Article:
I was taught that you should buy the best tools that you can afford, and that you ought to look after them. It's advice that has helped me make some wise decisions when it's come to tools, toys and trade and it's also good advice that has stopped me from getting stung in the wallet.
More often than not, whether you are buying a claw hammer or a car the right option for me has been somewhere between the dangerously inexpensive and the laughably overpriced. On the one hand; when you buy cheap, you'll end up buying twice.
On the other; you don't want to fork out a four figure sum for a burger - there comes a point where prices becomes an absurd exercise in proving you have more money than common sense.
In my job, I get to make some pretty big decisions when it comes to money: I'm responsible for forecasting my yearly budgets for the different groups and events I plan, I have my part to play when it comes to fundraising. I also have to make sure that any money I spend is spent wisely because it has all come from charitable sources who believe that the work we do is important and want to support it.
As part of plans to expand the work The Wave Youth does with young musicians I splashed out on an electro-accoustic bass guitar. As the teams resident bassist (I can count to 4 and can't quite master 6 strings) I was hesitant to make this purchase for two reasons: Firstly every acoustic bass I have ever played has been utterly rubbish. They are always far to quiet unplugged and if you're going to run the thing through an amp you might as well buy a proper electric bass. Secondly, this guitar was brand new and came in at under £100. While the scots blood within my veins rejoiced at the low, low price - there was no way this cheap-tar was going to match up to the sound or tone of a more expensive model.
Truth be told, I've been utterly blown away by how good this instrument is. I've not been able to put it down for more than an hour since it arrived! The action, while a little high, is fast and smooth. It has a warm, rich tone that matches the volume of the acoustic guitar I've been jamming along with in its field test. The only issue with the bass is a little fret-buzz on the 3rd fret that a quarter turn adjustment of a truss rod ought to fix.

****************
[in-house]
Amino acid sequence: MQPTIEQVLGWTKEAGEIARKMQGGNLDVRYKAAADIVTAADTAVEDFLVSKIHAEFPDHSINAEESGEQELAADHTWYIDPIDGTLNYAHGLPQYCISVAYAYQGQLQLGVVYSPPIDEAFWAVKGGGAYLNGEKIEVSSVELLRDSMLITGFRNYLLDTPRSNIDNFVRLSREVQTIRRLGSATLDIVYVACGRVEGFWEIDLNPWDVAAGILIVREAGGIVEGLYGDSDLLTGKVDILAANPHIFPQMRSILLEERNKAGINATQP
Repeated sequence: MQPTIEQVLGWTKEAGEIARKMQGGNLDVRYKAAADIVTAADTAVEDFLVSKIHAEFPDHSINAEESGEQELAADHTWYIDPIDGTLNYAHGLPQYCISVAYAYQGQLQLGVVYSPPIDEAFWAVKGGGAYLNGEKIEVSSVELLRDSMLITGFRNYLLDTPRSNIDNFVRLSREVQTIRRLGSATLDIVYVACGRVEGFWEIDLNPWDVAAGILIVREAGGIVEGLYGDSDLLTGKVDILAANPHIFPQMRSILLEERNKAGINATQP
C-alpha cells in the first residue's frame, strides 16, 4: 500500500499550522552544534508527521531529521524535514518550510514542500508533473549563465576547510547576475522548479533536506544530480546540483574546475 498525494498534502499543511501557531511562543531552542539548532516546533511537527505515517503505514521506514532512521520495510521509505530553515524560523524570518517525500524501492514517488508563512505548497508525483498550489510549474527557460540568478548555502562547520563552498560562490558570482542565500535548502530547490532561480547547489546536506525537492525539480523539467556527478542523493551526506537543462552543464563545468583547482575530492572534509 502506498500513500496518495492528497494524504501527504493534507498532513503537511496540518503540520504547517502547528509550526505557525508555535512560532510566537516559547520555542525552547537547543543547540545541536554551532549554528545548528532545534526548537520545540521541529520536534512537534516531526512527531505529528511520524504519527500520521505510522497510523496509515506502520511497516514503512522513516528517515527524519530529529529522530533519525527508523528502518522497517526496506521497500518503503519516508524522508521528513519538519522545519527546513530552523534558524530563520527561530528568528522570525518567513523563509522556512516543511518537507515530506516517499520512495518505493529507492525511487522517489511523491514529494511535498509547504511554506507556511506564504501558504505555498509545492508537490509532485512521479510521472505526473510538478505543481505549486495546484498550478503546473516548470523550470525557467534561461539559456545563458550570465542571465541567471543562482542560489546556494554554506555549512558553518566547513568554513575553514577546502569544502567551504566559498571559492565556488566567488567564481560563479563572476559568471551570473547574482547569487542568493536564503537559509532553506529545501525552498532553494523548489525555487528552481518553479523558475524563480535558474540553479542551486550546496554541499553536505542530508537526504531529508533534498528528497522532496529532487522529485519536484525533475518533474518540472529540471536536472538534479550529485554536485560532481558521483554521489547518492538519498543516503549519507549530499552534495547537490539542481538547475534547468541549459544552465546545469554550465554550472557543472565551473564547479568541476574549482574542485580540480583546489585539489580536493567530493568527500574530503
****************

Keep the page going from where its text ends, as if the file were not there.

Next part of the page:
At the end of the day, anything is only worth as much as somebody is willing to pay for it. Occasionally you can find a real bargain, other times you can feel pretty ripped off.
The reason I ignored the voice in my head saying that anything that cheap had to sound cheap and made this purchase were because of the reviews that other shoppers left the product. Other musicians saying how impressed they where, other bassists talking about how good the sound was, beginners talking about how easy it was to learn on and experts talking about how to sort out the common 3rd fret fret-buzz issue that seems to accompany this particular product.
I saw that other people had tried out the product. They'd put their wallet to the test and not been disappointed and I in turn put my faith in their findings and the merchandise.
Sometimes we don't see how much something is truly worth because we're too busy looking at the price tag someone has already assigned to it. There's not a lot of difference between the £500 pair of jeans or the ones that go for £25. Sometimes we do that with people. We see marks and dents, we hear the fret-buzz and the low value that others place on them and just assume that they can't be worth much when God has already said you are worth everything, that you are made in his image, to be like him and reflect his goodness in our lives.
Whether you feel like a £2,500 Taylor guitar or a battered, nylon-stringed, charity shop classic - when God looks at you he sees his handiwork, someone who is fearfully and wonderfully made.